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Is Punjab’s Proposed Blasphemy Law Retrograde?

  • 07 Sep 2018
  • 6 min read

The ‘Yes, No, It’s complicated’ column of The Hindu for 7th September, 2018, traces the history and analyses the possible socio-political impacts of the proposed anti-blasphemy legislation.

The Legislation- Section 295AA of IPC: It states that whoever causes injury, damage or sacrilege to Sri Guru Granth Sahib, Srimad Bhagwad Gita, Holy Quran and Holy Bible with the intention to hurt the religious feelings of the people, shall be punishable with imprisonment for life.


A ‘retrograde’ law or a backward-looking legislation reflects a particular society’s inability to adapt to the changing times. It reflects the aspirations that have not evolved according to the demands of the time. The provisions of sedition and obscenity are the examples that can be seen as the existing retrograde legislation.

Constitutional Provisions and the Concept of Secularism in Indian Context
Secularism is one of the basic features of the Indian Constitution (upheld in S R Bommai case 1994). The country does not have a State religion. However, professing and following any religion is one of the fundamental rights conferred upon the citizens (Article 25).
The proposed legislation was framed with a view to control religiously triggered violence and to assure the religious communities that their “sentiments” were going to be protected.

What makes the proposed legislation retrograde?

  • There already exists a law (Section 295A of IPC) which penalises the deliberate and malicious acts intended to outrage religious feelings with three years of imprisonment. Another legislation with life imprisonment for the defacement of the ‘religious texts’ makes little sense considering the secular nature of the Indian society.
  • To criminalise blasphemy and sacrilege has the potential of justifying mob violence and private vengeance against the accused.
  • A legislation like this can deter even honest attempts to fight against superstition and prejudices, the broad ambit of the offense had sometimes even put the government and courts in difficult situations.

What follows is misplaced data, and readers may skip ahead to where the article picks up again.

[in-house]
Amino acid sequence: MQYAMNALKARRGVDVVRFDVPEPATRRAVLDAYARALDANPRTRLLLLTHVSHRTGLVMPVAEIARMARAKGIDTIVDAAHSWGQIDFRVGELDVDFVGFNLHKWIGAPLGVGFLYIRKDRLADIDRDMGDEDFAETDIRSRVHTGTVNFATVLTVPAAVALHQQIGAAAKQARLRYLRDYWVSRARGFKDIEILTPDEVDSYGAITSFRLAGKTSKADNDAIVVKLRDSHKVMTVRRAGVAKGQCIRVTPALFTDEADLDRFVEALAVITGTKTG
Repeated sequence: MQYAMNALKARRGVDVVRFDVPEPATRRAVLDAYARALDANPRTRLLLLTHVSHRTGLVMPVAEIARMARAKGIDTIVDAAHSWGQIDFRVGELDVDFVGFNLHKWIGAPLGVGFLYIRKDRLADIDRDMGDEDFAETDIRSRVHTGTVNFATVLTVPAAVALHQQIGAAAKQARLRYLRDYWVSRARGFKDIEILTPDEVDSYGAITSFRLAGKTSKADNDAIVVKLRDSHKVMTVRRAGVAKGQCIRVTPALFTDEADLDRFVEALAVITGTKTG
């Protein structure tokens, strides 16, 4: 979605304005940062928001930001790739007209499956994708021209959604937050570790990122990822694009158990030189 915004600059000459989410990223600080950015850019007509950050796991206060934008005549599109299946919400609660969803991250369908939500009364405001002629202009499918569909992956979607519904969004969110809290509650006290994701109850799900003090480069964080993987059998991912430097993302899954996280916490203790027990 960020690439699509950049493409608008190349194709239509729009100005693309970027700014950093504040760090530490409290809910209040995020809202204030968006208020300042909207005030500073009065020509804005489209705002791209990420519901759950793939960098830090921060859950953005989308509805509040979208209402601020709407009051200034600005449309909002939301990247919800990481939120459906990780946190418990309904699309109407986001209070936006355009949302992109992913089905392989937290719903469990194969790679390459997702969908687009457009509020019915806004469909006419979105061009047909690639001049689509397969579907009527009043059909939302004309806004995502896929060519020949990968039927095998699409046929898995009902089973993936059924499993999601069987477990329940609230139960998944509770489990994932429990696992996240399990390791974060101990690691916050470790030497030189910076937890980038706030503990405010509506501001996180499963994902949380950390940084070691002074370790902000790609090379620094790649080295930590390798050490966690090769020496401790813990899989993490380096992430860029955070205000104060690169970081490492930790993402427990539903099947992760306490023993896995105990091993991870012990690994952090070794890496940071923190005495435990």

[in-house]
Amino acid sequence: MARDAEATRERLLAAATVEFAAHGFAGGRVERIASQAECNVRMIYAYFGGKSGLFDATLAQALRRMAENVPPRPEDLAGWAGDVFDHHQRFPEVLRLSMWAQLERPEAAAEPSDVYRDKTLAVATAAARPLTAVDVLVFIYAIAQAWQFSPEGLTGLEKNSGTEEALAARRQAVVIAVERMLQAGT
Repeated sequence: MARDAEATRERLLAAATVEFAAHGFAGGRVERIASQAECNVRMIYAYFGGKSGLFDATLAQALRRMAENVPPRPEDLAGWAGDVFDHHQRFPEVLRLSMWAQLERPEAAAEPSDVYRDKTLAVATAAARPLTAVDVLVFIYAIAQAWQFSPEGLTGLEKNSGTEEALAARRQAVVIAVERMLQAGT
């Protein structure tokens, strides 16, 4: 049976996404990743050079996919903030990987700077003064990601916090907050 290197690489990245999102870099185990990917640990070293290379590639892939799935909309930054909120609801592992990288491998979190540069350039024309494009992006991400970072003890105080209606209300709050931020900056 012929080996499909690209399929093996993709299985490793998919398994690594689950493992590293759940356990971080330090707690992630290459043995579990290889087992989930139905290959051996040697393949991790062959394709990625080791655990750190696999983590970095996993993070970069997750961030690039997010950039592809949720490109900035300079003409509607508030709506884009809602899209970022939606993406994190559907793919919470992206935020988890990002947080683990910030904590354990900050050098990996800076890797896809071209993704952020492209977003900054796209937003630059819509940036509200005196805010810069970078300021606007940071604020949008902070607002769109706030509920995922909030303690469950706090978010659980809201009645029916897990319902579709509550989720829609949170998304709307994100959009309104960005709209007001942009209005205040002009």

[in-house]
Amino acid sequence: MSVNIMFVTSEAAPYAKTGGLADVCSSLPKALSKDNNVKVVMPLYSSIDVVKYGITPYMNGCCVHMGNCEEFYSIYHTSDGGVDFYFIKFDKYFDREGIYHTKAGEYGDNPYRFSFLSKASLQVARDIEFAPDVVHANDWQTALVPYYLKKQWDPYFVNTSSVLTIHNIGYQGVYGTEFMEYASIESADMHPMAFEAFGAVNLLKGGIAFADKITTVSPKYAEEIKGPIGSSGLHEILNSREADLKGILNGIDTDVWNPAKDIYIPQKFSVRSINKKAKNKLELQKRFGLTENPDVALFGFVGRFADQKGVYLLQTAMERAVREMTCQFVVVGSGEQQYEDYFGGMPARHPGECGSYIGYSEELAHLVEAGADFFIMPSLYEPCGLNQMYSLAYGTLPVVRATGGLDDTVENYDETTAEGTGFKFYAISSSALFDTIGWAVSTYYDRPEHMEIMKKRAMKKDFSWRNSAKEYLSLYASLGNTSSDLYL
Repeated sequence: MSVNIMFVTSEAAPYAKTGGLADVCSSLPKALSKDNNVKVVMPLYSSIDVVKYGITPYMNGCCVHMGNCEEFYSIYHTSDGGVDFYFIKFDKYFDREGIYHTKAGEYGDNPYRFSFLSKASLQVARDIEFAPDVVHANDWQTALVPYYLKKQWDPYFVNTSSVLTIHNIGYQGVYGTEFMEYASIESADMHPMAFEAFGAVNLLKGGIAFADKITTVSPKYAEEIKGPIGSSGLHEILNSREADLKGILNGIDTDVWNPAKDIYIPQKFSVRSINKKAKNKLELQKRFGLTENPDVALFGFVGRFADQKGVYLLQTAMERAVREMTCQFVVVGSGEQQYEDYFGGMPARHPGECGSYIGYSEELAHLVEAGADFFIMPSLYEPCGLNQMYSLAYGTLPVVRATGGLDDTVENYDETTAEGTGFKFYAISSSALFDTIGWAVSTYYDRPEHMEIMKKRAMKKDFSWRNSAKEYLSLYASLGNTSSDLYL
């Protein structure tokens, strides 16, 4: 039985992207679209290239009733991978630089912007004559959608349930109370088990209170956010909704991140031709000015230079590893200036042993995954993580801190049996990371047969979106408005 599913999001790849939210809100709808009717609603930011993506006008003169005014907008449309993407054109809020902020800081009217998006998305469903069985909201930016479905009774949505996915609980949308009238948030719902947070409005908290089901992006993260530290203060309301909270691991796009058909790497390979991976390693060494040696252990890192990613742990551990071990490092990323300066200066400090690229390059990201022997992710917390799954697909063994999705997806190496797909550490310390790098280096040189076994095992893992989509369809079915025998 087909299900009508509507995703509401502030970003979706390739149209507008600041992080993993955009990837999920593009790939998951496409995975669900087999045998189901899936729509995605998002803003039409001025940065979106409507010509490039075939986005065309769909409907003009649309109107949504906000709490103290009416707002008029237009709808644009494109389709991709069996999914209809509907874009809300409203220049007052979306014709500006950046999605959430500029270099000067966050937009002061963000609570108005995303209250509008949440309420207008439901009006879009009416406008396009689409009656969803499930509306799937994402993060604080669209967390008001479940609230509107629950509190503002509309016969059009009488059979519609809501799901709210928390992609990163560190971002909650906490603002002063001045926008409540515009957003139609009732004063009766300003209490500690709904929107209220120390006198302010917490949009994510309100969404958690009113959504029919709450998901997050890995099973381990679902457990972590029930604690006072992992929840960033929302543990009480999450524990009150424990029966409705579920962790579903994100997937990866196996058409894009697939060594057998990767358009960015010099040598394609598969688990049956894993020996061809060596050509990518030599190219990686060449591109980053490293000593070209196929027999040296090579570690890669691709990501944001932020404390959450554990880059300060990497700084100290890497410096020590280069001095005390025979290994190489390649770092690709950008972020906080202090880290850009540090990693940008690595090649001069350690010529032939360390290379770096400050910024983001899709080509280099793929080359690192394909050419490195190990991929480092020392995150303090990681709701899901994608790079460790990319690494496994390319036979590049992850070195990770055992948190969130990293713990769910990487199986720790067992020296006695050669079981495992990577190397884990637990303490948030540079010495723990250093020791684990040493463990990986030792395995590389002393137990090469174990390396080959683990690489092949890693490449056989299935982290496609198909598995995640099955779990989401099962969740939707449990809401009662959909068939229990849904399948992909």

History of Section of 295A of Indian Penal Code
"The history of criminal blasphemy creeping into Indian law needs to be retold. Mahashay Rajpal, the publisher of a book, Rangila Rasul (The Colourful Prophet), was sought to be prosecuted under Section 153A, as the book allegedly caused disharmony between communities. Rajpal was granted leave to appeal to the Lahore High Court because Section 153A then did not cover criticism of religious figures. As the book did not specifically cause enmity or hatred between religious communities, it did not violate Section 153A was the logic that weighed with the court. Thereupon, the Indian Muslim community demanded a law against insult to religious feelings. The British government enacted Section 295(A) in 1927."

Why do we need such a legislation?

  • The legislation was drafted as a response to, and not an expression of, religious intolerance.
  • Freedom of expression should not outrage the freedom and sensitivities of others.
  • The proposed legislation is a short term step to put a stop to the outrage of the legitimate religious sensitivities of every class of people. Punjab has felt the need for strong social and psychological initiatives to remove the very need for such a legislation in the long run.
  • Religious sensitivities, once provoked, can immediately lead to conflagration and get out of hand in the sensitive border State of Punjab. A more stringent law implies that sacrilege and blasphemy are socially and culturally unacceptable. It is in line with the recent events of intolerance and outrage against diverse religious sentiments.
  • The lack of a clear definition of ‘sacrilege’ can impact a citizen’s fundamental rights to exercise freedom of speech and profess one’s religion freely, conferred under Article 19 and 25 respectively.


Using state power to enforce the sacred reduces these texts from being luminous, potent and transcendent in nature to vulnerable literature that needs the protection from the state.
Every legislation is prone to its misuse and the proposed is not an exception to that, however, making religious sentiments the basis for law, is a recipe for competitive political mobilisation and conflict, not of peace.
Harsh blasphemy laws in other countries (like Pakistan) have been misused to settle political scores and silence opponents of the ruling regime.
The subcontinent has witnessed the emergence and flourishment of various religious beliefs because of the constant debate and revitalisation by reformers. The state needs to balance between the protection of religious sentiments and making it one of the political agendas to lure the vote bank. It can derive a broader meaning of ‘religious sentiments’ by looking back at the various religious reforms in the country.

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